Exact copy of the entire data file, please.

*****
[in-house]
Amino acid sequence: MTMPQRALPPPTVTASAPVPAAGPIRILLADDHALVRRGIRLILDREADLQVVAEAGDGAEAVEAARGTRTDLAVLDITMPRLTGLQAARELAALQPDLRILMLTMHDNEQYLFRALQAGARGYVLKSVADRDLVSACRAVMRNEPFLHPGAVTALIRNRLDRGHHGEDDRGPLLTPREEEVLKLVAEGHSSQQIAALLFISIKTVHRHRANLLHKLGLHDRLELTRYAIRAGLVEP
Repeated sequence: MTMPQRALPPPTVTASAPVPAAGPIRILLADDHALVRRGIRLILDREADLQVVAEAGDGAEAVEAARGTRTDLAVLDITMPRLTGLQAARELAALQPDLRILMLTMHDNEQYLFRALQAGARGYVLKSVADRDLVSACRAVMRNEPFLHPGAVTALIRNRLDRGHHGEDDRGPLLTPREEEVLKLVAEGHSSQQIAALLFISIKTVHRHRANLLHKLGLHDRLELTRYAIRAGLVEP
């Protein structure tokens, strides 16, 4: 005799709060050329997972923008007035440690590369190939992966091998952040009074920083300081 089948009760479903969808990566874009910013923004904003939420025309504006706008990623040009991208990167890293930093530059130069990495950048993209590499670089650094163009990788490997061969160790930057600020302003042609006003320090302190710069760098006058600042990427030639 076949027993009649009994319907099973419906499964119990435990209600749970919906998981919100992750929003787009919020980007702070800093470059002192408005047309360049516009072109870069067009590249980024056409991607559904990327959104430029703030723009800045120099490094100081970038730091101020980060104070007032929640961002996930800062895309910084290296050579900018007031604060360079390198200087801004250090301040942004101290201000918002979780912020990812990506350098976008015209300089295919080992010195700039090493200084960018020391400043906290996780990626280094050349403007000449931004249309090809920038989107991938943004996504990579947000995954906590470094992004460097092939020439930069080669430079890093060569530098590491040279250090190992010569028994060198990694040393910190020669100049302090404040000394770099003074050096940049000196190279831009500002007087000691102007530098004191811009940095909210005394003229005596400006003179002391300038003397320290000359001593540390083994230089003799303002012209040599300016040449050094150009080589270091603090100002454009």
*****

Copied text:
[in-house]
Amino acid sequence: MTMPQRALPPPTVTASAPVPAAGPIRILLADDHALVRRGIRLILDREADLQVVAEAGDGAEAVEAARGTRTDLAVLDITMPRLTGLQAARELAALQPDLRILMLTMHDNEQYLFRALQAGARGYVLKSVADRDLVSACRAVMRNEPFLHPGAVTALIRNRLDRGHHGEDDRGPLLTPREEEVLKLVAEGHSSQQIAALLFISIKTVHRHRANLLHKLGLHDRLELTRYAIRAGLVEP
Repeated sequence: MTMPQRALPPPTVTASAPVPAAGPIRILLADDHALVRRGIRLILDREADLQVVAEAGDGAEAVEAARGTRTDLAVLDITMPRLTGLQAARELAALQPDLRILMLTMHDNEQYLFRALQAGARGYVLKSVADRDLVSACRAVMRNEPFLHPGAVTALIRNRLDRGHHGEDDRGPLLTPREEEVLKLVAEGHSSQQIAALLFISIKTVHRHRANLLHKLGLHDRLELTRYAIRAGLVEP
């Protein structure tokens, strides 16, 4: 005799709060050329997972923008007035440690590369190939992966091998952040009074920083300081 089948009760479903969808990566874009910013923004904003939420025309504006706008990623040009991208990167890293930093530059130069990495950048993209590499670089650094163009990788490997061969160790930057600020302003042609006003320090302190710069760098006058600042990427030639 076949027993009649009994319907099973419906499964119990435990209600749970919906998981919100992750929003787009919020980007702070800093470059002192408005047309360049516009072109870069067009590249980024056409991607559904990327959104430029703030723009800045120099490094100081970038730091101020980060104070007032929640961002996930800062895309910084290296050579900018007031604060360079390198200087801004250090301040942004101290201000918002979780912020990812990506350098976008015209300089295919080992010195700039090493200084960018020391400043906290996780990626280094050349403007000449931004249309090809920038989107991938943004996504990579947000995954906590470094992004460097092939020439930069080669430079890093060569530098590491040279250090190992010569028994060198990694040393910190020669100049302090404040000394770099003074050096940049000196190279831009500002007087000691102007530098004191811009940095909210005394003229005596400006003179002391300038003397320290000359001593540390083994230089003799303002012209040599300016040449050094150009080589270091603090100002454009």